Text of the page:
Card Fraud is on the Rise…..But What Can You do About it? | Prepaid365

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14 February 2014
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The UK anti-fraud organisation CIFAS recently reported an 11% year-on-year drop in fraudulent activity in 2013.

But that only tells half the story!

Levels of fraud remain high compared to previous years but of most concern is an increase in card fraud, which leapt to 30% in 2013 from 10% in the previous year.

CIFAS described it as a “startling variation from 2012” and said that more than 5,000 cases were reported during the last year, according to preliminary figures.

Being careful with information

It highlights the need to be careful with personal information when purchasing goods and to be aware of any potential scams that could be taking place.

Despite increased spending on fraud prevention and data sharing, people are still losing funds as a result of deception.

Identity fraud did decline in 2013, as did cases where facilities were accessed without permission, but it still accounted for 63% of overall cases.

Application fraud – whereby false information is used when applying for financial products – also fell to represent 17% of all cases.

Tackling the issue

An increase in card fraud means people need to be extra vigilant about their funds, as well as limiting what personal data they have that is easily accessible online.

A prepaid card is not directly related to a bank account, meaning fraudsters are unable to access the account even if a prepaid card is compromised.

In such a situation, the user of the card can call to cancel the card, and their funds can be safely transferred to another.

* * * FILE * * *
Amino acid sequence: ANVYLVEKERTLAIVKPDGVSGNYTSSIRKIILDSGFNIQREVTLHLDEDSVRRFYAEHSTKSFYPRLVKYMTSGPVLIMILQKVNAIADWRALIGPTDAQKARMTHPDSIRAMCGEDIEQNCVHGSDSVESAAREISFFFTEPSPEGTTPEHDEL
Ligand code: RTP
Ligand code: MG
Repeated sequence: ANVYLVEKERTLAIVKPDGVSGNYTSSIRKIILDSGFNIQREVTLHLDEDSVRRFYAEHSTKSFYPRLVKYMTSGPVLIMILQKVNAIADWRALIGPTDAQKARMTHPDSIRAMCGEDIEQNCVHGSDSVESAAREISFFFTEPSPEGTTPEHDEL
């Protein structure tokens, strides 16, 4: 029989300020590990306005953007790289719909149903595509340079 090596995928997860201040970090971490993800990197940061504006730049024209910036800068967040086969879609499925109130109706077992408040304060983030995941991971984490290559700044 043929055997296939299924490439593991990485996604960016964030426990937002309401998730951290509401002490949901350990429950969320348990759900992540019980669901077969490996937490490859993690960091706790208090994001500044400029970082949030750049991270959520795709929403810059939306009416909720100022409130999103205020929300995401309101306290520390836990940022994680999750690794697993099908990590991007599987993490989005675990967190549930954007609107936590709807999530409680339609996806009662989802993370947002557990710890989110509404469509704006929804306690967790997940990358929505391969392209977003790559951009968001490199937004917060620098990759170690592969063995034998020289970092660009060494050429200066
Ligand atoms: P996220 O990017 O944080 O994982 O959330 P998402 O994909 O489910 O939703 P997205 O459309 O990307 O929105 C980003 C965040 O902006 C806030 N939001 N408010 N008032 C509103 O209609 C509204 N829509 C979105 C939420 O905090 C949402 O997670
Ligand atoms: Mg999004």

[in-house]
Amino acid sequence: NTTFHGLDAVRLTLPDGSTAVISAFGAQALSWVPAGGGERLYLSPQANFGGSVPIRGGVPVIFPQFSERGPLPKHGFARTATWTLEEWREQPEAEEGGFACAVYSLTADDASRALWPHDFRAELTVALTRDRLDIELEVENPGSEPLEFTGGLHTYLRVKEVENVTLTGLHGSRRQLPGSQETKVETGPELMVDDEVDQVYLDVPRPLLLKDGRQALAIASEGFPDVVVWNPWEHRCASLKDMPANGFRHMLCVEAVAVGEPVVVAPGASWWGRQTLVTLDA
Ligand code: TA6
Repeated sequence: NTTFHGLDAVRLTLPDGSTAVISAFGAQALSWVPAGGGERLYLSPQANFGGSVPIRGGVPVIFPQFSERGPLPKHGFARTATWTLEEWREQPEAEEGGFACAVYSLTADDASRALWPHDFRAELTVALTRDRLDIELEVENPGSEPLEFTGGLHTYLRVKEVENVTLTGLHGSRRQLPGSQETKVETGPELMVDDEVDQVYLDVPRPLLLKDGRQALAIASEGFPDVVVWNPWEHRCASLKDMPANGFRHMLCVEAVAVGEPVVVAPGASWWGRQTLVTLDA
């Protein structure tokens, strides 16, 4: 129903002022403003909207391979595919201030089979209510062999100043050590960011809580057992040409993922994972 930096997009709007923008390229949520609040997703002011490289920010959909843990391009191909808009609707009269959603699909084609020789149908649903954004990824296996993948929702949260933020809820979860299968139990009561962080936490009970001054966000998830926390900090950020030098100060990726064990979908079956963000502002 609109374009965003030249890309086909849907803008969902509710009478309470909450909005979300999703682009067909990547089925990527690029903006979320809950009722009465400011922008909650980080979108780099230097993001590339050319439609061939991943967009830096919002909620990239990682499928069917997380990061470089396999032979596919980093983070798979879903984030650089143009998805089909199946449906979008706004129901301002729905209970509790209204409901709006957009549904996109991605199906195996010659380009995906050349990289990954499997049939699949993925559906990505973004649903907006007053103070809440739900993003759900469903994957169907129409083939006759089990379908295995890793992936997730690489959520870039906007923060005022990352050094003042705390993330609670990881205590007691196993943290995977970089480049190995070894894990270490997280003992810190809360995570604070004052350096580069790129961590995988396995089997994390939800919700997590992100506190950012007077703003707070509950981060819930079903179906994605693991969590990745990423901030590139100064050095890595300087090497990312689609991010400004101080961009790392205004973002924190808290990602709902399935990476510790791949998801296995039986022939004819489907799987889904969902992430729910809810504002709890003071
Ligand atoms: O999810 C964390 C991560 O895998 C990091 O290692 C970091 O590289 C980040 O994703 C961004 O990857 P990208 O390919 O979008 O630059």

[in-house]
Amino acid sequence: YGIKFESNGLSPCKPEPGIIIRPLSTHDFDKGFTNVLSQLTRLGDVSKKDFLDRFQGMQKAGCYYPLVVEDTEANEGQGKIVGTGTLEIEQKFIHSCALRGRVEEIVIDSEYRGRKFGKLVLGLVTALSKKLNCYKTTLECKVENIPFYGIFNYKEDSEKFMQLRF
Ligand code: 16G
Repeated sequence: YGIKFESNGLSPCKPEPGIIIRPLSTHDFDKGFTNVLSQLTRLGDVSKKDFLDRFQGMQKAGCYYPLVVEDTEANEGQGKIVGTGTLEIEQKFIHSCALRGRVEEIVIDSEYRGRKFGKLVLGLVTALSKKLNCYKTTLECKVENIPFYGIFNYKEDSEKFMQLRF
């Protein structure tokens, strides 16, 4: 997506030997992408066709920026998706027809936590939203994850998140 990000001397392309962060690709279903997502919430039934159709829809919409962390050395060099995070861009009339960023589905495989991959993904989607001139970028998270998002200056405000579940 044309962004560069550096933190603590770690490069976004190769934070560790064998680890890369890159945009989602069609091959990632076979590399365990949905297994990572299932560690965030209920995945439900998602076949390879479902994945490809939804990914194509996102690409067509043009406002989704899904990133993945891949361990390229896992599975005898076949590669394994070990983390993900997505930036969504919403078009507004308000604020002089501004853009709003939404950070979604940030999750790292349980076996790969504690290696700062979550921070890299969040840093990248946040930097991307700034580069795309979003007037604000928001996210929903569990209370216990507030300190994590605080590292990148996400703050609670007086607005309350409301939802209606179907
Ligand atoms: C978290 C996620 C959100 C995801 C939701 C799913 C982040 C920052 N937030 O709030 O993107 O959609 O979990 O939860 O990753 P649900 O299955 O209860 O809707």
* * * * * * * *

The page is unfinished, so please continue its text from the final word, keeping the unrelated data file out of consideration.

This additional security can be useful as it represents another barrier between a fraudster and your important personal information.

They need a great deal of this information to successfully commit fraud, so what can you do to protect yourself?

Tips for staying protected

There are a number of ways you can seek to protect yourself from card fraud

  • The first step to protecting yourself from fraud is to keep a close eye on your accounts, in order to ensure that unexpected withdrawals and payments are not occurring. If this does occur, you should contact your bank as a matter of urgency to ensure that it has as little impact as possible.
  • It is also worth limiting the amount of public information that can be discovered regarding your personal file is also important, especially when it comes to social networking sites. Privacy settings can limit precisely who is allowed to access your accounts and it is methods such as these that have helped to limit bank account fraud in recent years.
  • Consider the use of certain payment mechanisms such as prepaid cards or digital wallets such as Skrill and PayPal for online payments as these will protect your normal accounts from exposure.
  • Consider using your credit card as opposed to your debit card, where possible, especially if there is no additional involved for using your credit card as credit cards typically tend to have greater protection via the card terms and conditions.

While some fraudulent activity is declining, there is always the need to be careful in order to ensure that you are protected as much as possible.

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